World News

Bozize Movement Says It Is Behind Attacks in CAR Capital

A movement allied to former Central African Republic president Francois Bozize has claimed responsibility for attacks Thursday in the CAR capital, Bangui.

Lin Banoukepa, the leader of a pro-Bozize movement known as FROCCA, told VOA that fighters are attempting to oust the rebels who toppled Bozize back in March.

Speaking by telephone from Paris, he said the fighters are striving to "restore the constitutional order, the constitution and elected officials in their duties." He says Francois Bozize is the president and not a rebel leader. He goes on to say when the Seleka rebels are out, FROCCA will restore the rule of law and restore Francois Bozize.

A spokesman for CAR interim president Michel Djotodia, who took power after Bozize fled the country, had blamed Bozize supporters for the violence around parts of Bangui on Thursday.

The head of Doctors Without Borders in the CAR, Sylvain Groulx, told VOA that at least eight people were killed and at least 70 people were wounded in the fighting.

In New York, the U.N. Security Council has approved deployment of more French and African Union troops to the CAR.

A resolution adopted Thursday allows France and the African Union to bolster their military forces in the country to help restore order.

France has pledged to increase its presence in the country to about 1,000 troops, while an AU-led force known as MISCA is due to expand to 3,600 soldiers this month.

The resolution also imposes a one-year arms embargo on the CAR, although supplies intended for African Union and French forces are excepted from the ban.

In an interview with VOA , deputy AU chairman Erastus Mwencha said his hope is that CAR's unrest can be contained as much as possible until the African forces arrive.

"It is very clear that the country is on the precipice of a major crisis. Many communities are fighting each other and it is extremely worrisome. And, the sooner that we can bring in a stabilization force so that Central Africa can go back and have elections and bring in a government that help the country maintain law and order, the better."

The United Nations measure also calls for U.N. chief Ban Ki-moon to recommend within three months whether to form a U.N. peacekeeping force, which he has said could involve up to 9,000 troops.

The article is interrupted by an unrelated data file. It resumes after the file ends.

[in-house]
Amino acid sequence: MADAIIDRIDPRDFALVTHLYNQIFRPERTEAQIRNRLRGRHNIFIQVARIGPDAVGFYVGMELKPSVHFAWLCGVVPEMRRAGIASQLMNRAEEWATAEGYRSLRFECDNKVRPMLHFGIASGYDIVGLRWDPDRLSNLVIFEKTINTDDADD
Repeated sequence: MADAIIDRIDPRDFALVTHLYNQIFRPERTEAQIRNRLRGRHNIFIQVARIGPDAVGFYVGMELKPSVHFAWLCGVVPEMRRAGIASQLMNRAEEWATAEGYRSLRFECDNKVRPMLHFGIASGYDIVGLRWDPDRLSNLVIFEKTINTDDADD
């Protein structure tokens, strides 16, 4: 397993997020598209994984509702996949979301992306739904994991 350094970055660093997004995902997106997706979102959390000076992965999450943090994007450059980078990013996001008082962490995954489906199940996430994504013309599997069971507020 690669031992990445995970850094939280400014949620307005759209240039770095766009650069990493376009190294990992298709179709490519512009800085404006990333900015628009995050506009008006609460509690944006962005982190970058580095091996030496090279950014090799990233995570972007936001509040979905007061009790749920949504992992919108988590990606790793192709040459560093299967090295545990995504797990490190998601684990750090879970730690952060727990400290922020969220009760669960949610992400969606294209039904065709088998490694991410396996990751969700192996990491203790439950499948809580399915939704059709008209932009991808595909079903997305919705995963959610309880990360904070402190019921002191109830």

The CAR's weak interim government was unable to exert control over the rebel fighters after they pushed Bozize from power.

The mostly Muslim rebels have since been blamed for a surge in murder, rape, robbery and auto theft. Mostly Christian defense groups known as "anti-balaka" have sprung up in response.

In his interview with VOA, Banoukepa said the anti-balaka are Central Africans who want to free the country from "jihadists" who he said came from Sudan and Chad.

The U.N. said Wednesday gunmen killed at least 12 civilians northwest of Bangui in an attack they said appeared to be the work of Christian militiamen targeting mostly Muslim herders.

The CAR has endured decades of instability since winning independence from France in 1960.

Featured Videos

Your JavaScript is turned off or you have an old version of Adobe's Flash Player. Get the latest Flash player.
Making a Minti
October 07, 2015 4:17 AM
While apples, corn, and cranberries top the list of fall produce in the US, it’s also the time to harvest gum, candy, and toothpaste—or at least the oil that makes them minty fresh. Erika Celeste reports from South Bend, Indiana on the mint harvest.

Video Making a Mint

While apples, corn, and cranberries top the list of fall produce in the US, it’s also the time to harvest gum, candy, and toothpaste—or at least the oil that makes them minty fresh. Erika Celeste reports from South Bend, Indiana on the mint harvest.

Video Activists Decry Lagos Slum Demolition

Acting on a court order, authorities in Nigeria demolished a slum last month in the commercial capital, Lagos. But human rights activists say the order was illegal, and the community was razed to make way for a government housing project. Chris Stein has more from Lagos.